Like the Mustang above, it keeps the 9.5″ radius fingerboard but changes things up with a pau ferro fingerboard as opposed to rosewood. Pau ferro boards sit between ebony and rosewood tonally, keeping the warmth of rosewood with a slightly snappier tone.
Despite these differences, you may be thinking the Duo-Sonic looks very similar to the Mustang. You’d be right, it does. There is one subtle, but big, difference. The Duo-Sonic has a slight curve towards the bottom of the body, making its middle curve more forward than the Mustangs. On the Duo-Sonic, the apex (i.e. the high point) of the curve is between the pickups. On the Mustang, the top is directly under the bridge pickup. This creates a slight difference in tone, and the Mustang is more comfortable to play sat down.
- Split pickups give you enhanced upper harmonics with an articulate midrange.
- Pau Ferro fingerboard looks and feels great.
- The 9.5” radius for playability.
- Not so great for playing sat down.
Oscar Schmidt Double Cutaway 3/4 Size
Modeled on the king of electric blues guitars (the Stratocaster), this mini guitar from Oscar Schmidt is worth a look at. It’s a ¾ sized double-cutaway model with a five-way pickup selector and a standard fulcrum tremolo bridge – giving this small six-string a few added extras.
Its tiny size and weight (only 5lb) makes it handy for traveling and busking or as a child’s first electric.
- Easily the smallest on the list, but still packs a punch.
- Extraordinarily lightweight and great for traveling musicians where portability is an issue
- Built to last. The company are reputable and have created a quality short scale.
- Too lightweight? May feel a bit toy-like for experienced players.
- For a ¾ size, it may be difficult to utilize the 24 frets. They are placed together closely which may be great for kids, but not so great for anyone with bigger fingers.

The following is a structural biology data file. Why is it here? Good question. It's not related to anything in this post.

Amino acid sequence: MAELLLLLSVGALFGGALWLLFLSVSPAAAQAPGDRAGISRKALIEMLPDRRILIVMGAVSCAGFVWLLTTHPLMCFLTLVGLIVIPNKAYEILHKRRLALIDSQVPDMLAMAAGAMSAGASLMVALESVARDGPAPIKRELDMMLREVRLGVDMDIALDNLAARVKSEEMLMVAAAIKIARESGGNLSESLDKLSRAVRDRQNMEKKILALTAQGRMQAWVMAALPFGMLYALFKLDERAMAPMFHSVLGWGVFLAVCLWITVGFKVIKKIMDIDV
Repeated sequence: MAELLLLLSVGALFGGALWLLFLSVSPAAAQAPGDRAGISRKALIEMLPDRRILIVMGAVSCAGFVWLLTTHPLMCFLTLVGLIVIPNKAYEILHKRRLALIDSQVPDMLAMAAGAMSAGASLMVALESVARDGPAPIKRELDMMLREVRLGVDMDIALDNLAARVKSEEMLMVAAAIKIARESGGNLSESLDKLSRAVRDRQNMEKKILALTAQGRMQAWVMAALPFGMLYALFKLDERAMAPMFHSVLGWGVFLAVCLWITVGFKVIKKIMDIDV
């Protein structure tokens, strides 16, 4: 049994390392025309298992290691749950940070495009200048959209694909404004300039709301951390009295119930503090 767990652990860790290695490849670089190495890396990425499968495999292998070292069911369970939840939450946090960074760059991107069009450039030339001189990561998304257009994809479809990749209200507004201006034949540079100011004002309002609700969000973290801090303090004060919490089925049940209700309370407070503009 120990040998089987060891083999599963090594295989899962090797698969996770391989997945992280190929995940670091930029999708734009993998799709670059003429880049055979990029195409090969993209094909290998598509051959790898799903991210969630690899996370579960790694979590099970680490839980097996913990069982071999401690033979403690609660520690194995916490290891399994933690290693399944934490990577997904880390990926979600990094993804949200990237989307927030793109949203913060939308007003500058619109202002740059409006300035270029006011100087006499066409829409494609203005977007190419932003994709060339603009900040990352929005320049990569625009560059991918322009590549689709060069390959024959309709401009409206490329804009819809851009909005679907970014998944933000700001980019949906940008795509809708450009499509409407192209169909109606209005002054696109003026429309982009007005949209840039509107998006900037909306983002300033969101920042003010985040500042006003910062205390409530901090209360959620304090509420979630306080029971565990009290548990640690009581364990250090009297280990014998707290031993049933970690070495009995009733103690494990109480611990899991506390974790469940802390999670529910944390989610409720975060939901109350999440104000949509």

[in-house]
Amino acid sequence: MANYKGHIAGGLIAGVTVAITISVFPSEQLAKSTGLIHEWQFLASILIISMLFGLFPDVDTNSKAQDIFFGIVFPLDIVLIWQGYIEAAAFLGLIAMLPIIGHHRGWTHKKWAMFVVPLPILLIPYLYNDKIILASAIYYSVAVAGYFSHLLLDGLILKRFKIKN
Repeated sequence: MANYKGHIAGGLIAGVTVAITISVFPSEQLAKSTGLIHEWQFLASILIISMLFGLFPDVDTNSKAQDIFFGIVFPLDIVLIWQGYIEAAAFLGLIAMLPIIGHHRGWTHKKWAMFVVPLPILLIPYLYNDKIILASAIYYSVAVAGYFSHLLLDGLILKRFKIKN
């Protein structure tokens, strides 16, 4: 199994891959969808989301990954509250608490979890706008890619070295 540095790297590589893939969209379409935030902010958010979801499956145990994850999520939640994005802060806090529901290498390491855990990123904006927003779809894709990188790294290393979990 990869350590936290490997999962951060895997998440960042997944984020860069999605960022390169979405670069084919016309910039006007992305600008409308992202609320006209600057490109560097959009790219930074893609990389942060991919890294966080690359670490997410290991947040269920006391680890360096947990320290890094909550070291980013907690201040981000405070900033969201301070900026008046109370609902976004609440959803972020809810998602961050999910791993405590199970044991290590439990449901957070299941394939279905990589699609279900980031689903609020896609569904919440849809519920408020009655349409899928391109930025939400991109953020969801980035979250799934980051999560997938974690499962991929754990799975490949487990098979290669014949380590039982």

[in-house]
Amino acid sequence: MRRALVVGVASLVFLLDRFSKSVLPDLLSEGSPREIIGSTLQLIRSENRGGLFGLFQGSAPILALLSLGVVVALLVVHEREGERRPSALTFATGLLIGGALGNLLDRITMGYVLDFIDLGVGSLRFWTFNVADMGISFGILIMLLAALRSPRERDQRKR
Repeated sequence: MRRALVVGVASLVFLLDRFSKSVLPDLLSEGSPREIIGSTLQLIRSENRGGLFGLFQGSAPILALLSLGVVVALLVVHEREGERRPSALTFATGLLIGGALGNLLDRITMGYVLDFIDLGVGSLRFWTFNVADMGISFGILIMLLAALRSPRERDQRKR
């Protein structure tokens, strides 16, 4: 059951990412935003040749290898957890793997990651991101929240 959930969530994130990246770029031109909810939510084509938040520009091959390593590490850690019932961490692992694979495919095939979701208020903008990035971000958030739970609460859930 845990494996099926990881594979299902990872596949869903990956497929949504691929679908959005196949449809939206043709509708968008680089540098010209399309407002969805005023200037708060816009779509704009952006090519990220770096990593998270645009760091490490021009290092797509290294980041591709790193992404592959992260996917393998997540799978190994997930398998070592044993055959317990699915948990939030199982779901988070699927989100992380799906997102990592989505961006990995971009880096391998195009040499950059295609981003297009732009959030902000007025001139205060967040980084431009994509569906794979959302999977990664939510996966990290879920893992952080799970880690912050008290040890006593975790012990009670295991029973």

Peavey Captain America 3/4 Rockmaster
The Peavey Captain America is perfect for any comic book fan, child or adult alike. They’ve built the Captain America for the younger players – it’s light, comfortable to hold and easy to grip.
The controls are reasonably intuitive, perfect for beginners. You control the volume by a master switch and a three-way toggle switch. There is a coil-split activation which gives you a few more tonal options.
- Scale length is 22.5”, making it for kids.
- The rosewood fretboard makes for smooth playability and rich sounds.
- The decorative design is fantastic for children and adults with nostalgia for comic books.
- Basswood is one of the cheaper wood options. It sounds decent enough but isn’t as long-lasting as maple or mahogany.
- The sound quality may not be as crisp as some of the more expensive products on the list.
- This is designed for kids. Experienced players may find the instrument lacking in power.
Jackson JS Dinky Minion
In an eye-catching neon green finish, the Dinky Minion (nothing to do with the Minion franchise) is ideal for the younger heavy metal star. The 22.5” scale maple neck is small and comfortable enough for most kids to play sitting or standing. It has two humbucker pickups, a single master control switch, and a master tone control. This gives children the freedom to mess around while keeping the actual process simple to master.
- Bolt on maple neck can withstand the vibrations produced by heavy usage, especially if used by heavy metal rocking.
- The heavier weight makes the Dinky feel more like the real deal than a toy.
- SA rosewood fingerboard creates a polished look and feel, giving the Dinky its rich, warm tone.
- The fingerboard radius is 12”, which can be tricky to hold for much younger players. However, older children and adults will have no issue getting used to the size.
So, Which Should I Choose?
Top of the list has to be the Fender Mustang. With its MP90 single coil pickups, you get that signature snarly mid-range and punchy low end. Its low action and contoured body make it super comfy to play too. Plus it’s an underground classic – so if you’re into indie music, it’s the obvious choice. The Fender Duo Sonic comes a close second and adds a nice twist with its split pickups and coil-split capability.
If you’re looking for a first electric guitar for a young child, then I’d look at the Jackson JS Dinky Minion or Peavey Captain America 3/4 Rockmaster – if your kid is a Marvel fan, then the Captain America is a no-brainer too.
If you’re an adult looking for something super short scale (22.2 inches), I’d check out the Ibanez MiKro. It’s super small size means it’s one of the best guitars for short fingers and makes it an excellent travel guitar too.
I hope you’ve got a firm grasp of why a short scale guitar is worth buying and a pretty good idea of which one is right for you. Good luck with your purchase and thanks for dropping by.